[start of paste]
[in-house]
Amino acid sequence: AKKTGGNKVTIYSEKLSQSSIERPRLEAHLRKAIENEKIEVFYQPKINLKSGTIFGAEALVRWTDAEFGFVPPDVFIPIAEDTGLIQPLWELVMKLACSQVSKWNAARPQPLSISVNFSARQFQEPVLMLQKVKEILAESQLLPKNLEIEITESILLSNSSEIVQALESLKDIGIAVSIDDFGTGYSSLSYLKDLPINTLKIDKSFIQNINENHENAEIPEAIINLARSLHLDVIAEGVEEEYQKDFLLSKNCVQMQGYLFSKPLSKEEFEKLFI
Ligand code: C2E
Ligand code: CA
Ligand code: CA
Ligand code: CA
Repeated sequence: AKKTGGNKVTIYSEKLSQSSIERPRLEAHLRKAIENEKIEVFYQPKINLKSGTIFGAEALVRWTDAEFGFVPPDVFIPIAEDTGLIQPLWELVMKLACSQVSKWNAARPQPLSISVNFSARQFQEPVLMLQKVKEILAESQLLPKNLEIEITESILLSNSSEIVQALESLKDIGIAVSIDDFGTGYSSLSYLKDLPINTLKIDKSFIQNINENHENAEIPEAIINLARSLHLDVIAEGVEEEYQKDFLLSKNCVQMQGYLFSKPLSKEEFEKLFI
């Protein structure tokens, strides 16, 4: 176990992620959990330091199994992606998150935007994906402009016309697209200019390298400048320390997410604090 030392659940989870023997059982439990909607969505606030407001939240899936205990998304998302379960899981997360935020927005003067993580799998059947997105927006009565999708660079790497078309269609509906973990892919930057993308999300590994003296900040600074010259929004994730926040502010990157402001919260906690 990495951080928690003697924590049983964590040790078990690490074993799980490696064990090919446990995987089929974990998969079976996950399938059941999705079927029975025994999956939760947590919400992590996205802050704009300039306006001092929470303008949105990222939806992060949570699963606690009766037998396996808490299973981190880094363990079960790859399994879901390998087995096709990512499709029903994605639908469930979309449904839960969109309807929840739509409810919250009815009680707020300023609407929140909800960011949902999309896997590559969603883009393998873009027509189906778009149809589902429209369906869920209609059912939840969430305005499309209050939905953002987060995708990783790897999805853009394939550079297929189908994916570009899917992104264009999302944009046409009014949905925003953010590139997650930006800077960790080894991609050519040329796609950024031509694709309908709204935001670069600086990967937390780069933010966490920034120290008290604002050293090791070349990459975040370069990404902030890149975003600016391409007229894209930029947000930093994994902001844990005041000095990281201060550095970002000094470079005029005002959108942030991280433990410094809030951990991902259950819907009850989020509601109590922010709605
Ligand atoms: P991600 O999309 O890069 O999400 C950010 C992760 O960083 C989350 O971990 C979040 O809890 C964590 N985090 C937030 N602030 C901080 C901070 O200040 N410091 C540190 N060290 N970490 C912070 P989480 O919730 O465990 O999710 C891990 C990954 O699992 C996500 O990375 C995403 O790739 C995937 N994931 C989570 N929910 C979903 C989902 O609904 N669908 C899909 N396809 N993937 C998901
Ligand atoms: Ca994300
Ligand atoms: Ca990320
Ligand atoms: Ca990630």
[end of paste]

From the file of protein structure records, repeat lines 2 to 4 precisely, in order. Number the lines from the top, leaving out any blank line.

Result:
Amino acid sequence: AKKTGGNKVTIYSEKLSQSSIERPRLEAHLRKAIENEKIEVFYQPKINLKSGTIFGAEALVRWTDAEFGFVPPDVFIPIAEDTGLIQPLWELVMKLACSQVSKWNAARPQPLSISVNFSARQFQEPVLMLQKVKEILAESQLLPKNLEIEITESILLSNSSEIVQALESLKDIGIAVSIDDFGTGYSSLSYLKDLPINTLKIDKSFIQNINENHENAEIPEAIINLARSLHLDVIAEGVEEEYQKDFLLSKNCVQMQGYLFSKPLSKEEFEKLFI
Ligand code: C2E
Ligand code: CA